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Analysing the impact of survey evidence on acquired distinctiveness rulings


To be placed on the Principal Register, designations which have been alleged to be descriptive or generic must achieve significance in the minds of the public as identifying the applicant’s goods or services – a quality called “acquired distinctiveness or “secondary meaning.” The amount and character of evidence required to establish acquired distinctiveness depends on the facts of each case and on the nature of the mark for which registration is sought. In this connection, recent decisions such as United States Patent and Trademark Office v B.V. and In re Guaranteed Rate, Inc. continue to highlight the impact of survey evidence (or the lack thereof).

In United States Patent and Trademark Office v B.V., the United States Supreme Court found that the term “” for online hotel reservation services had acquired distinctiveness andwas registrable. The USPTO’s Trademark Trial and Appeal Board (TTAB) had held that the term “” was generic for the covered services, and, alternatively, that even if “” was descriptive, the term was not registrable because it lacks secondary meaning. Following the TTAB’s ruling, (Booking) sought review in a US district court. Relying in significant part on Booking’s survey evidence of consumer perception, the district court disagreed with the USPTO’s assessment, instead concluding that “” is not generic, but descriptive, and had met the acquired distinctiveness requirement for registration on the Principal Register. In reaching its decision, the district court relied heavily on a Teflon survey conducted and produced by Booking which revealed that 74.8% of respondents identified “” as a brand name.

The district court explained that a Teflon survey is the most widely used survey format to resolve a genericness challenge, provides survey respondents with a primer on the distinction between generic names and trademark or brand names, and then presents respondents with a series of names, which they are asked to identify as generic or brand names. The district court emphasised the probative value of Booking’s Teflon survey, stating that it “provides the only actual evidence of consumers’ understanding of Booking.Com” and that “numerous courts agree that direct consumer evidence, e.g., consumer surveys and testimony is preferable to indirect forms of evidence.” The USPTO appealed the district court’s determinations at the Court of Appeals for the Fourth Circuit and United States Supreme Court, each of which affirmed the lower court’s judgment.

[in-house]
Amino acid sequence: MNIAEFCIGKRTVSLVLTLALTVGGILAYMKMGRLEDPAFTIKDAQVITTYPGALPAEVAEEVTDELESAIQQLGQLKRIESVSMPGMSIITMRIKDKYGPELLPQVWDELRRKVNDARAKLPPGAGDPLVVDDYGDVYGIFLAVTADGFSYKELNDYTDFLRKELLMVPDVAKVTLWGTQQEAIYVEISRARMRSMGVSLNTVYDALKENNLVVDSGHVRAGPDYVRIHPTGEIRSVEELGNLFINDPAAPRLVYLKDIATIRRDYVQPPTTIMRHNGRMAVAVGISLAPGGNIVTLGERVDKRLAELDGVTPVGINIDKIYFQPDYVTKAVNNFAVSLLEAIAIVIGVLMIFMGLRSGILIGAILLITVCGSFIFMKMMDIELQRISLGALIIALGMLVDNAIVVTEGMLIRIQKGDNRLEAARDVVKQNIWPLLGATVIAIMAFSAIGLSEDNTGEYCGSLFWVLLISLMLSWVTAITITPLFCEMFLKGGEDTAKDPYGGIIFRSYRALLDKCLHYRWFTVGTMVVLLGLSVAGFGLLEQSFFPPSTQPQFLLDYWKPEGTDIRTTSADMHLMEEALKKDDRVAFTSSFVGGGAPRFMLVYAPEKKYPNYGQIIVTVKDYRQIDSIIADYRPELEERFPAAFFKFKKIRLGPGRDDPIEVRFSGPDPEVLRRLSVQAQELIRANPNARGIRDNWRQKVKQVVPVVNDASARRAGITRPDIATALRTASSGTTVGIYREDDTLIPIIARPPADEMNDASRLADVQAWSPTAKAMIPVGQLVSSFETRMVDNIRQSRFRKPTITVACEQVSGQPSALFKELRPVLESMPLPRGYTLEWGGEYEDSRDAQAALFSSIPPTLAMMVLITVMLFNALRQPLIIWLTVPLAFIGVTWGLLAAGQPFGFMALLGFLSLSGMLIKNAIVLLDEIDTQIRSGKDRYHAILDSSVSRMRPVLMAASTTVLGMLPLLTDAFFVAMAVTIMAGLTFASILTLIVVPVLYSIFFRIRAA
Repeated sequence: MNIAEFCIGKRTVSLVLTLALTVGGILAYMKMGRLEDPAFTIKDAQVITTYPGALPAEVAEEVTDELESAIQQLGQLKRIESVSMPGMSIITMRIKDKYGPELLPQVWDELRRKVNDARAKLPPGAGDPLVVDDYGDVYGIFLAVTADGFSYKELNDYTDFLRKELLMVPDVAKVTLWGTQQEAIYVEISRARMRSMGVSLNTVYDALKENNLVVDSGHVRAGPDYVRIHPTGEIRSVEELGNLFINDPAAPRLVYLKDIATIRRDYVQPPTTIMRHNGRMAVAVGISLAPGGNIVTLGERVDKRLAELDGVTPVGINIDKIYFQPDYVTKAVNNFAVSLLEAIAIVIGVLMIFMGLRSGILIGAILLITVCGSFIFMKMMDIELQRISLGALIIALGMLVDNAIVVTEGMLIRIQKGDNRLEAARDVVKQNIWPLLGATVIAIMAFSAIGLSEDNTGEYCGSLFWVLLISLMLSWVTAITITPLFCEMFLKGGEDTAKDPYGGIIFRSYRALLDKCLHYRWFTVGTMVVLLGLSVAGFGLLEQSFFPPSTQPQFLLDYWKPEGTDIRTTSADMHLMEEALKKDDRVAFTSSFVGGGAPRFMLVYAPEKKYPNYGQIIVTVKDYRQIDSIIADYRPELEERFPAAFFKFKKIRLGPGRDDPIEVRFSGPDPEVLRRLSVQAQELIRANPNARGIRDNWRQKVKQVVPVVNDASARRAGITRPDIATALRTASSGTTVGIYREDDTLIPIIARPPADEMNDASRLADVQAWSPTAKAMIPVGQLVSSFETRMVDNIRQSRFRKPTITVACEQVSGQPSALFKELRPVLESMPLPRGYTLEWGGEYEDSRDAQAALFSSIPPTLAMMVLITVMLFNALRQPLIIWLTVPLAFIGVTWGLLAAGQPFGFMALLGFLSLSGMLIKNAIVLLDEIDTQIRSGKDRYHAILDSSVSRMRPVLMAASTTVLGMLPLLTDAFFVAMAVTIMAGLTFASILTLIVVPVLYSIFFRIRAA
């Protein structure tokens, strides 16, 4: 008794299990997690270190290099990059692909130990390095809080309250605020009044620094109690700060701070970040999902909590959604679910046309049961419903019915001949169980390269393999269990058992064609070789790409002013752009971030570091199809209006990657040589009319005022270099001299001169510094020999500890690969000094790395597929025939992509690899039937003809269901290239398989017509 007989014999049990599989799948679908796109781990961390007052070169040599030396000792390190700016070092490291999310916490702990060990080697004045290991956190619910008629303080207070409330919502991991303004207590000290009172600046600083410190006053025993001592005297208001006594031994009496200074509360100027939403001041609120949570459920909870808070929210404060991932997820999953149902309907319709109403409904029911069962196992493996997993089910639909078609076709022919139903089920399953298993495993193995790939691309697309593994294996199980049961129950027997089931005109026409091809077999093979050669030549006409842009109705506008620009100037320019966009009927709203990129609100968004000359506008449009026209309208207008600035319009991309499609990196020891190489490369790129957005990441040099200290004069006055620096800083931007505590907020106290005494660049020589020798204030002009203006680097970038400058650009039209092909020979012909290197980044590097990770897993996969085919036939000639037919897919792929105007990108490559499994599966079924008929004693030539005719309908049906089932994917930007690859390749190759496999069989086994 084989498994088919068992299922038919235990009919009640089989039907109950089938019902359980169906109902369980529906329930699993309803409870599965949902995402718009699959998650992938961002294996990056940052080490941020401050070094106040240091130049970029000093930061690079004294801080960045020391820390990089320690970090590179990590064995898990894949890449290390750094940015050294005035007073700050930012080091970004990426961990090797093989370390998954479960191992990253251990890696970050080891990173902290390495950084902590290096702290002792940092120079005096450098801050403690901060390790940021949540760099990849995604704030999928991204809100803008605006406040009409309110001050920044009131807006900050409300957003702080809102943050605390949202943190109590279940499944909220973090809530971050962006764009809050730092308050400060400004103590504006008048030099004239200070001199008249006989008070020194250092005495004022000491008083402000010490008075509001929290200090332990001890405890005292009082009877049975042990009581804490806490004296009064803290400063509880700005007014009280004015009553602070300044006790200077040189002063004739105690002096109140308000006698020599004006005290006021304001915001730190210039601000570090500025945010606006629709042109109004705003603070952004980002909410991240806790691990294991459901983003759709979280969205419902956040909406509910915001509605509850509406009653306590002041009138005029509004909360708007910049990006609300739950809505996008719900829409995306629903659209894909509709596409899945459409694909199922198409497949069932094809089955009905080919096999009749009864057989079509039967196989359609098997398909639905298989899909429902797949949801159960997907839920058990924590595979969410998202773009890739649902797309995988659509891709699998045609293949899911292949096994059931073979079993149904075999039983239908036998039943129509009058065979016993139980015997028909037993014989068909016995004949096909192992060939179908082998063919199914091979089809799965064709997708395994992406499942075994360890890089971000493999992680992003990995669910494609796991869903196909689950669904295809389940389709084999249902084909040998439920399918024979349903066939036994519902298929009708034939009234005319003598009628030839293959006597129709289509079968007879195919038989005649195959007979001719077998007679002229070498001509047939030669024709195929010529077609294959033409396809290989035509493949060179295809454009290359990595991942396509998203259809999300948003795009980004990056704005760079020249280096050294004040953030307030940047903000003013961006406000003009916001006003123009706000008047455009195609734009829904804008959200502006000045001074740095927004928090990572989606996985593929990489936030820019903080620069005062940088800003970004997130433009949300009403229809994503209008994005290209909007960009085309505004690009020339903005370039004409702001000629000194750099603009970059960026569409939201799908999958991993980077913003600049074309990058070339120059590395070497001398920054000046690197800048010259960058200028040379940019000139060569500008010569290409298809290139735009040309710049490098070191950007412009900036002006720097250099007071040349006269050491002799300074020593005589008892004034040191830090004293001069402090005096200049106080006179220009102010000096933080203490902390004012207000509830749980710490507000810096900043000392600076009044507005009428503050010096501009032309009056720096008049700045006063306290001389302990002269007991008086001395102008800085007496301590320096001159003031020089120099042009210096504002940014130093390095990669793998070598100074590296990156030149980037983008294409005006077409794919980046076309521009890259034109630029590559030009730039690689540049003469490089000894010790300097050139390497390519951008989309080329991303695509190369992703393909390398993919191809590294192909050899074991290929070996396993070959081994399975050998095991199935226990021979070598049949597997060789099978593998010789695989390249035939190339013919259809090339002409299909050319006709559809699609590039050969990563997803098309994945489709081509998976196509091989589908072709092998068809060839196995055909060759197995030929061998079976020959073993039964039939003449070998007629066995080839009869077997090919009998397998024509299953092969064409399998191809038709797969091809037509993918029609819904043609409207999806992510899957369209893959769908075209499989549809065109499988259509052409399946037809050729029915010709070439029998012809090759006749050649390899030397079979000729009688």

InIn re Guaranteed Rate, Inc., applicant Guaranteed Rate (GR) did not fare as well as Booking. GR’s applied-for mark “Guaranteed Rate” covering various mortgage services was refused registration based on mere descriptiveness and lack of acquired distinctiveness. GR appealed the refusal to register, maintaining that its applied-for mark had, in fact, acquired distinctiveness. In support of its acquired distinctiveness contention, GR relied on, among other evidence, (i) its ownership of multiple registrations on the Principal Register for “Guaranteed Rate” formative marks, (ii) its more than $140,000 spent on advertising and promotion, and (iii) its over $3.5 million in sales to more than 500,000 customers over 11 years. GR also pointed out that its applied-for “Guaranteed Rate” mark is the name of a professional baseball team’s stadium. Unlike Booking, however, GR did not conduct a consumer survey or submit any other direct evidence. In affirming the refusal to register, the TTAB noted that GR’s sales and advertising figures were “impressive,” but ruled that GR’s evidence did not demonstrate consumer recognition of its applied-for mark as a source indicator.

These decisions provide some guidance to brand owners that consideration might be given to producing survey evidence when their brand identifiers are alleged to be descriptive or generic.

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